Another classic movement the squat, because it involves and recruits so many neighbouring muscles, is believed to promote whole-body growth. I’ve even heard it said that regular squatting can even beef-up your biceps. I’m still not convinced on that one though. However, there’s no denying it, this is a tremendous exercise and no regime is complete without it.
Technique teaching Points
Stand on the band ensuring that it runs underneath your instep – what you certainly do not want to happen is the band slipping from under your feet; the potential epidemiological fallout of such an eventuality is significantly worse for males: think eunuch
Now, for this next position you’re going to have to perform a bit of origami. Pull the band up and slip your arms through it ensuring that the band runs across the anterior deltoids
Stand up and manoeuvre yourself into the initiation position
Under control perform a squat ensuring to observe correct lifting principals: back straight, firing through the quadriceps, pushing the hips forward, no locking out at the knee
I love performing press-ups with a resistance band. A set of 10 feels like a hundred and at peak contraction a momentary laps of concentration could result in a high-impact face-plant with the floor (hence the reason I advise performing this exercise over a Yoga mat). But don’t let that put you off. The possibility of winding up with a pancake face is well worth the physical payoff. Honest.
Technique Teaching Points
Firstly roll out a Yoga mat – preferably a thick one
Kneel on the mat and, before placing your hands down, secure the band around your back
Manoeuvre your hands into position – a little over shoulder-width apart and in line with your shoulders
Raise the knees so that you are adopting the press-up initiation position
Under control perform a press-up: lower to 90° at the elbow joint; keep eyes fixed on a point about two feet from the fingertips; breathe naturally
To recover from the position place the knees down and ensure that you are supported before removing your hands from the floor – else it’s going to be Shrove Tuesday all over again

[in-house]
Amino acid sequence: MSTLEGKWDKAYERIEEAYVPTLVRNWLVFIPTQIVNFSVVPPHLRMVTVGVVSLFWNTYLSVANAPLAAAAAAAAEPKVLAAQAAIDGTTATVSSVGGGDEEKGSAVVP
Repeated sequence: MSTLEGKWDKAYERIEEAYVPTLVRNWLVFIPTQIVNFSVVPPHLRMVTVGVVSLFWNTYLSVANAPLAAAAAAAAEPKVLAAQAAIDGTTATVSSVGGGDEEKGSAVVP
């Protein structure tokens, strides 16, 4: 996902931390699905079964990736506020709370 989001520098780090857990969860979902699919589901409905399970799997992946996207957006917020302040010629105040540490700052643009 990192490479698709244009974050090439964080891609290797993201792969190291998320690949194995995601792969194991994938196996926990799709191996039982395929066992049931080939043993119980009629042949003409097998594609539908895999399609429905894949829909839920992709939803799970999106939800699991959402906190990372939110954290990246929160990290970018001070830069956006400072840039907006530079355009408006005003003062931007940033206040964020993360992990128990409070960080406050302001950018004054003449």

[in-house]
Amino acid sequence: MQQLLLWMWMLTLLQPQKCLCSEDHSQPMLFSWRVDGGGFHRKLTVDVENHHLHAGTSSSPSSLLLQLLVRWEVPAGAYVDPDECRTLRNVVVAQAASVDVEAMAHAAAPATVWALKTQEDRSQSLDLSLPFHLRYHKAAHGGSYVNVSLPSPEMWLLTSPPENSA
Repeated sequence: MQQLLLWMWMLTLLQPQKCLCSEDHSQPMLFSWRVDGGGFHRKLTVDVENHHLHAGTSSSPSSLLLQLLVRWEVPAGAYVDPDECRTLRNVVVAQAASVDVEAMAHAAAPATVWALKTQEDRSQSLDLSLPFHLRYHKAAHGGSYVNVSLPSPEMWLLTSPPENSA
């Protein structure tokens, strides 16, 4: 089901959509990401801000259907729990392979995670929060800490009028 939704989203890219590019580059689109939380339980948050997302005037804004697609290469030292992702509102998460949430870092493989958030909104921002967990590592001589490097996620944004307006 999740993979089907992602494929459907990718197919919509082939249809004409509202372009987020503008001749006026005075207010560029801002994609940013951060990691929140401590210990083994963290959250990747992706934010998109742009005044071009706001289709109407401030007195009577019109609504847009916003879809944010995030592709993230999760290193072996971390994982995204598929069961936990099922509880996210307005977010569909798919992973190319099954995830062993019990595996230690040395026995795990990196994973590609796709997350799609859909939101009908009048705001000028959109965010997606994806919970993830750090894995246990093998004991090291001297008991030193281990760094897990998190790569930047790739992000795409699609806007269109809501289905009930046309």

1: BESTOPE Resistance Band (£12.99)
High quality durable material that will maintain their elasticity even through stretched repeatedly over years.
Perfect for all types of resistance training. Also suitable for Yoga, Pilates, powerlifting, and CrossFit
(Click image for availability)
2: TOMSHOO 5 Packs (£46.99 – for a pack of five and other bits and bobs)
5 bands each is clearly marked with weight indication for different tension range: Yellow 5-15LB, Red 15-35LB, Black 30-60LB, Purple 40-80LB, Green 50-125LB. Use single band or combine more bands to perform challenging motion strength.
Made for natural latex the flat loop bands are environmentally friendly and fit comfortably around your body. The heavy-duty material is tear-resistant and built to last long despite of repeated stretch.
Comes fully equipped with a door anchor and 2 handles to expand the varieties of your exercise with the resistance bands. The nylon straps are knitted tight to avoid easy breakage and tearing.
(Click image for availability)
3: POWER GUIDANCE Resistance Bands (£17.95)
Premium quality - power guidance resistance bands are durable and long-lasting. They can be stretched several times each year and are made of natural latex material.
Fits fitness level - each exercise band provides a different level of resistance, both in pull-up training and adding resistance to bench press, squats and Olympic lifts.
Advanced strength and improved mobility - with resistance training, every part of the exercise has resistance, resulting in better range of movement strength and complete stimulation, thus promoting muscle growth.
(Click image for availability)
Resistance bands are an underrated and underused fitness aid. In addition to the plethora of benefits that can be derived from using them as part of your exercise regime - such as improved strength, power and muscular endurance - they afford a functional and novel alternative to conventional weights.
(As we are very interested in user feedback at Hungry4Fitness, I would be very grateful if you could take a few seconds out of your day to leave a comment. Thanks in advance!)
Adam Priest is a former Royal Marines Commando, professional personal trainer, lecturer, boxing and Thai boxing enthusiast